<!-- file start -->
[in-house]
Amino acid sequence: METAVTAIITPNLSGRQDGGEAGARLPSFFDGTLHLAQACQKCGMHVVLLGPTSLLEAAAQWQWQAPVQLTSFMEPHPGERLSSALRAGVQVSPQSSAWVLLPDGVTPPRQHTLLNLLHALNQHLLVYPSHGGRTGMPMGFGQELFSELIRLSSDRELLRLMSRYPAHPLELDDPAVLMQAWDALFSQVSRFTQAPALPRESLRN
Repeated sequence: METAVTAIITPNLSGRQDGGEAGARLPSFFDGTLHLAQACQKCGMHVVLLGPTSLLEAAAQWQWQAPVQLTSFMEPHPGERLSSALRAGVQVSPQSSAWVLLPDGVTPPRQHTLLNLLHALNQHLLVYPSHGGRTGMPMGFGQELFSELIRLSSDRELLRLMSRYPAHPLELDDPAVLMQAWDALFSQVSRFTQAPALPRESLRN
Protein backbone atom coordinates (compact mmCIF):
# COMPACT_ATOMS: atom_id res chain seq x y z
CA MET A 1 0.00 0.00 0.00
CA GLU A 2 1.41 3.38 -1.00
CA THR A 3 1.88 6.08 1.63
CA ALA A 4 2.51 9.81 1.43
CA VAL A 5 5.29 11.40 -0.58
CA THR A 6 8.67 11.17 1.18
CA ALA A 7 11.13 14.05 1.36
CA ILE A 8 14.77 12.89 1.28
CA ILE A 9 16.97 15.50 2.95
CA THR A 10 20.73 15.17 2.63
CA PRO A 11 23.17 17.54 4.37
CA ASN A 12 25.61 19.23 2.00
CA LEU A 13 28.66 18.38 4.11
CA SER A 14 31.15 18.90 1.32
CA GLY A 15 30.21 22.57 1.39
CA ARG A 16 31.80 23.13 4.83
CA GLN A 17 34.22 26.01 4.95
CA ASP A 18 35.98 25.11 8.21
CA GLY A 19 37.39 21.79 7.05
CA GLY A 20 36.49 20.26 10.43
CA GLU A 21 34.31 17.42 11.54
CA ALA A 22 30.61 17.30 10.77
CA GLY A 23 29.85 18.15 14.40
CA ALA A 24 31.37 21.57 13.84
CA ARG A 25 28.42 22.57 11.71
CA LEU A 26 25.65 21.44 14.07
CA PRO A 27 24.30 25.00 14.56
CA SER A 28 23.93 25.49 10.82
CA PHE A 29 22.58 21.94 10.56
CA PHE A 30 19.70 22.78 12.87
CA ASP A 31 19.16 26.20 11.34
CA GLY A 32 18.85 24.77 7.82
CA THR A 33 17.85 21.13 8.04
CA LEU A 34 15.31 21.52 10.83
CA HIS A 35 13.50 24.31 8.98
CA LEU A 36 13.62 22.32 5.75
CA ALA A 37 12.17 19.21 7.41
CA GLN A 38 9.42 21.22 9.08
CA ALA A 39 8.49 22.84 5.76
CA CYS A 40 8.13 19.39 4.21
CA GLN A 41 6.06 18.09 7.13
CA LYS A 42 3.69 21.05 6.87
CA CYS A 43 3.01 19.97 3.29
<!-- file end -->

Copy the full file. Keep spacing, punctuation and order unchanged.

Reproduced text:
[in-house]
Amino acid sequence: METAVTAIITPNLSGRQDGGEAGARLPSFFDGTLHLAQACQKCGMHVVLLGPTSLLEAAAQWQWQAPVQLTSFMEPHPGERLSSALRAGVQVSPQSSAWVLLPDGVTPPRQHTLLNLLHALNQHLLVYPSHGGRTGMPMGFGQELFSELIRLSSDRELLRLMSRYPAHPLELDDPAVLMQAWDALFSQVSRFTQAPALPRESLRN
Repeated sequence: METAVTAIITPNLSGRQDGGEAGARLPSFFDGTLHLAQACQKCGMHVVLLGPTSLLEAAAQWQWQAPVQLTSFMEPHPGERLSSALRAGVQVSPQSSAWVLLPDGVTPPRQHTLLNLLHALNQHLLVYPSHGGRTGMPMGFGQELFSELIRLSSDRELLRLMSRYPAHPLELDDPAVLMQAWDALFSQVSRFTQAPALPRESLRN
Protein backbone atom coordinates (compact mmCIF):
# COMPACT_ATOMS: atom_id res chain seq x y z
CA MET A 1 0.00 0.00 0.00
CA GLU A 2 1.41 3.38 -1.00
CA THR A 3 1.88 6.08 1.63
CA ALA A 4 2.51 9.81 1.43
CA VAL A 5 5.29 11.40 -0.58
CA THR A 6 8.67 11.17 1.18
CA ALA A 7 11.13 14.05 1.36
CA ILE A 8 14.77 12.89 1.28
CA ILE A 9 16.97 15.50 2.95
CA THR A 10 20.73 15.17 2.63
CA PRO A 11 23.17 17.54 4.37
CA ASN A 12 25.61 19.23 2.00
CA LEU A 13 28.66 18.38 4.11
CA SER A 14 31.15 18.90 1.32
CA GLY A 15 30.21 22.57 1.39
CA ARG A 16 31.80 23.13 4.83
CA GLN A 17 34.22 26.01 4.95
CA ASP A 18 35.98 25.11 8.21
CA GLY A 19 37.39 21.79 7.05
CA GLY A 20 36.49 20.26 10.43
CA GLU A 21 34.31 17.42 11.54
CA ALA A 22 30.61 17.30 10.77
CA GLY A 23 29.85 18.15 14.40
CA ALA A 24 31.37 21.57 13.84
CA ARG A 25 28.42 22.57 11.71
CA LEU A 26 25.65 21.44 14.07
CA PRO A 27 24.30 25.00 14.56
CA SER A 28 23.93 25.49 10.82
CA PHE A 29 22.58 21.94 10.56
CA PHE A 30 19.70 22.78 12.87
CA ASP A 31 19.16 26.20 11.34
CA GLY A 32 18.85 24.77 7.82
CA THR A 33 17.85 21.13 8.04
CA LEU A 34 15.31 21.52 10.83
CA HIS A 35 13.50 24.31 8.98
CA LEU A 36 13.62 22.32 5.75
CA ALA A 37 12.17 19.21 7.41
CA GLN A 38 9.42 21.22 9.08
CA ALA A 39 8.49 22.84 5.76
CA CYS A 40 8.13 19.39 4.21
CA GLN A 41 6.06 18.09 7.13
CA LYS A 42 3.69 21.05 6.87
CA CYS A 43 3.01 19.97 3.29